The Board affirmed a Section 2(d) refusal of the mark SMART WIFI for “computer application software for mobile phones, computers, laptops, tablets, namely, software for storing and processing information,” finding the mark likely to cause confusion with the registered certification mark WI-FI (in standard character form) for “computer hardware and peripherals, namely, wireless local area networking products,” owned by WI-FI Alliance of Austin, Texas. The certification statement in the registration reads: “[t]he certification mark, as intended to be used, will certify that goods manufactured by authorized persons comply with interoperability standards.” In re GoZone WiFi LLC, Serial No. 86624361 (July 23, 2019) [not precedential] (Opinion by Judge Lorelei Ritchie).

Section 4 of the Lanham Act states that certification marks “shall be registrable . . . in the same manner and with the same effect as are trademarks.” Case law establishes that classification as a services mark “has very little effect on our determination as to whether or not there is a likelihood of confusion.” The Section 2(d) test is the same: the du Pontanalysis.

Applicant GoZone maintained that the term WI-FI is weak because there are “dozens of existing registrations and applications that utilize the term WIFI.” The Board took judicial notice of dictionary definitions that referred to Wi-Fi or WiFi as a “trademarked term.” [What? trademark is not a verb! – ed.].

GoZone submitted various webpages showing third-party use of the term WiFi or Wi-Fi in connection with computer-related services, but there was no indication whether registrant certified those uses of its certification mark. GoZone also submitted nine third-party registrations for marks that include the term and that either disclaim the term or are registered on the Supplemental Register.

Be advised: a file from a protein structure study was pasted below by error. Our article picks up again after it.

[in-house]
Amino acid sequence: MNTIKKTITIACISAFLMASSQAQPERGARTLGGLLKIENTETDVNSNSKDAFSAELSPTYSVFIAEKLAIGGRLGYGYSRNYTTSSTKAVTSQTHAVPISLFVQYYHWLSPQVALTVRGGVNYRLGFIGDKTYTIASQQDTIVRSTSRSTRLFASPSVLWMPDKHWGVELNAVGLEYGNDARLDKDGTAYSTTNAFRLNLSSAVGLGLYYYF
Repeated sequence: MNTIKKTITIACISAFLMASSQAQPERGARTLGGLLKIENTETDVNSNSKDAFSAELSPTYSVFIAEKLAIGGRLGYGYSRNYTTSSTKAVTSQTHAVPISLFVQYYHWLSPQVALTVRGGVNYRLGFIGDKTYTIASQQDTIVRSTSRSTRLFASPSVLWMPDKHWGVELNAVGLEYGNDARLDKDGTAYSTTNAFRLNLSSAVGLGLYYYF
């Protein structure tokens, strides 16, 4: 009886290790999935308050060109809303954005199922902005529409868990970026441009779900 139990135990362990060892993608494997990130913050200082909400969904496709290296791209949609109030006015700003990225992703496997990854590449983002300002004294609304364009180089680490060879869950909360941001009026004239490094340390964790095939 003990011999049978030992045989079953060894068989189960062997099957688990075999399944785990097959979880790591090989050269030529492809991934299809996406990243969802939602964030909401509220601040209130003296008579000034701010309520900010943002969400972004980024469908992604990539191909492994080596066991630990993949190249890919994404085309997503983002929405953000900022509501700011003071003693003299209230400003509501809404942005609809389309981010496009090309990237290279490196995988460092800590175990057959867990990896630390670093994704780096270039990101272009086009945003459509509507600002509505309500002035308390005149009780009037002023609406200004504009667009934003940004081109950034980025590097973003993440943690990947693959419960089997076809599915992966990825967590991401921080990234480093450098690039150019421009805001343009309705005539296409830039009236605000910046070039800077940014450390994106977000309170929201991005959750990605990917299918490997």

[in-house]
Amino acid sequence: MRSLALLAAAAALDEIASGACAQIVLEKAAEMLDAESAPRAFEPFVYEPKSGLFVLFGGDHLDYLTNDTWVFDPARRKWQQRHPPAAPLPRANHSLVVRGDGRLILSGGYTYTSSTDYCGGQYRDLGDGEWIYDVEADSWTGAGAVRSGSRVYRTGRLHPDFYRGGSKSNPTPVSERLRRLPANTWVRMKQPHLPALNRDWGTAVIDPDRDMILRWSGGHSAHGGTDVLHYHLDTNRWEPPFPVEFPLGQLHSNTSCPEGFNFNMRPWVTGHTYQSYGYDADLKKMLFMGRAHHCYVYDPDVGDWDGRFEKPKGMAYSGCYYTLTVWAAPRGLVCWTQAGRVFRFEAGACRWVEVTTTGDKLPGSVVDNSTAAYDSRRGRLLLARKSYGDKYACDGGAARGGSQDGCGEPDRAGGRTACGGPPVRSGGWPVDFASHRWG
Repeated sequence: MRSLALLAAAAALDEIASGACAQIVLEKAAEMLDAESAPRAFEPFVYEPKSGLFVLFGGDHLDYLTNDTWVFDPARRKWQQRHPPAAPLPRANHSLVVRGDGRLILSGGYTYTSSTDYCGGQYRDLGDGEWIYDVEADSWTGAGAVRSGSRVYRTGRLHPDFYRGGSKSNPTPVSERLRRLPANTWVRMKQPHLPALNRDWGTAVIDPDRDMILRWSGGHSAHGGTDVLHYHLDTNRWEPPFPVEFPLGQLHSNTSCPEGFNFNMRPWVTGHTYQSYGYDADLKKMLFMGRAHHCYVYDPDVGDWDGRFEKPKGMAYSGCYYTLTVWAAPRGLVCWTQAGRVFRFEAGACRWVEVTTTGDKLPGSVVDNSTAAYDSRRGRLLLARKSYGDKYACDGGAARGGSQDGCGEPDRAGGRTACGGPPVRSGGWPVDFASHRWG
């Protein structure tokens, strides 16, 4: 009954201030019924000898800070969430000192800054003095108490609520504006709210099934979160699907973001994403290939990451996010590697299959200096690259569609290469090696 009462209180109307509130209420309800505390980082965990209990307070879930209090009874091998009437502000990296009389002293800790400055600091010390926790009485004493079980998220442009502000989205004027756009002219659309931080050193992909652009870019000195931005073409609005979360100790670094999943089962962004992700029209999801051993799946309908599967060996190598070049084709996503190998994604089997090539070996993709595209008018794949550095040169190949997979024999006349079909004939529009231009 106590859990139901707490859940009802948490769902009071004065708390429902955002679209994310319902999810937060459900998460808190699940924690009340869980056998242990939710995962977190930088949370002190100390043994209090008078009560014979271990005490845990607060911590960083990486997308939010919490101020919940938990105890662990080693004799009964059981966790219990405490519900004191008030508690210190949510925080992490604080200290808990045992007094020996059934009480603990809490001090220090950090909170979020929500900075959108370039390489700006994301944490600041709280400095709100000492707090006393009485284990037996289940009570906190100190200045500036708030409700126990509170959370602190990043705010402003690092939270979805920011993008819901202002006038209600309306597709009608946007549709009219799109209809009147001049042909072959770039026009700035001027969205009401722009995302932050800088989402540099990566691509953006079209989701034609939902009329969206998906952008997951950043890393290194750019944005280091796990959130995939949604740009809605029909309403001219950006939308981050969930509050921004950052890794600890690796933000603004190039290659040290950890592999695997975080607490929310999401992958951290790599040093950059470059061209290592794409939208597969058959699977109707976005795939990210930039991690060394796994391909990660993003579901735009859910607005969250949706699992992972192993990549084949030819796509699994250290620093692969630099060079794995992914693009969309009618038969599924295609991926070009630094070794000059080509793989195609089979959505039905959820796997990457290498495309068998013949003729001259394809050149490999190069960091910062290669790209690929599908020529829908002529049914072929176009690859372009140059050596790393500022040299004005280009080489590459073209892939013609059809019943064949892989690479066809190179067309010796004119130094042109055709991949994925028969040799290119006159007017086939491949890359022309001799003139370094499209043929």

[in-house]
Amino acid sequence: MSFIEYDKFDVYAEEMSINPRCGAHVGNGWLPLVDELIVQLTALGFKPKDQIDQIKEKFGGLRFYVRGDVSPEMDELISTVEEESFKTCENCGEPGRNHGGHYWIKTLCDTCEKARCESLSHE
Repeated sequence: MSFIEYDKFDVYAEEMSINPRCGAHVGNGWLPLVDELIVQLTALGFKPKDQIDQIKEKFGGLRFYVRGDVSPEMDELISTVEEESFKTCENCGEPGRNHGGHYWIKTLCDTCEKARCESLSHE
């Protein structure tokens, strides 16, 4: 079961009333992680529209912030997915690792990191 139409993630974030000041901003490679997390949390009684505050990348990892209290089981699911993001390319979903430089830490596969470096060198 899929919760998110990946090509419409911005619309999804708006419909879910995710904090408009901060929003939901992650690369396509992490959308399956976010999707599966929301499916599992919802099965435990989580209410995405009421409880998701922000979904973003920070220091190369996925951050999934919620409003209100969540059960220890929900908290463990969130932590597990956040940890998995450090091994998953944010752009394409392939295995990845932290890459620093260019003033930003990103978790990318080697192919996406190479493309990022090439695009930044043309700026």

To the extent that GoZone argued that WIFI is merely descriptive and unprotectable, that claim is inapposite since the mark is registered on the Principal Register without a claim of acquired distinctiveness. The WI-FI mark is entitled to a presumption of validity which cannot be challenged in an ex parte context.

The Board found that there is some degree of conceptual weakness in the certification mark, but even weak marks are entitled to protection against a substantially similar mark for similar goods, as here.

As to the marks, the Board found them similar in sight and sound. The hyphen in the cited mark has no significance in this context. The term SMART is merely suggestive or laudatory, as applicant admitted in its brief. SMART WIFI for computer related goods is likely to be perceived as a variant of registrant’s mark and used with registrant’s certification and permission.

As to the goods, GoZone argued that they are not related because it provides software, where registrant’s certified goods are computer hardware. Nonetheless, the Board observed, GoZone’s broadly identified software for “storing data and processing information” is likely to be used with the “wireless local area networking products” of registrant’s certified users. In fact, GoZone’s specimens refer to use of its products with “WiFi.” Moreover, Examining Attorney Dezmona J. Mizelle-Howard submitted third-party registrations that include software for storing or processing information and computer hardware and peripherals. Thus these goods are of a type that may emanate from a single source. The Board concluded that the involved goods “are similar and are likely to be complementary.”

There are no limitations as to trade channels of classes of customers in either the application or cited registration, and it must be assumed that GoZone’s products and the goods of registrant’s certified users travel through all normal channels of trade and are marketed to typical consumers, including “overlapping members of the general public that seek various types of computer-related products.”

Conclusion: The Board found confusion likely and it affirmed the refusal.

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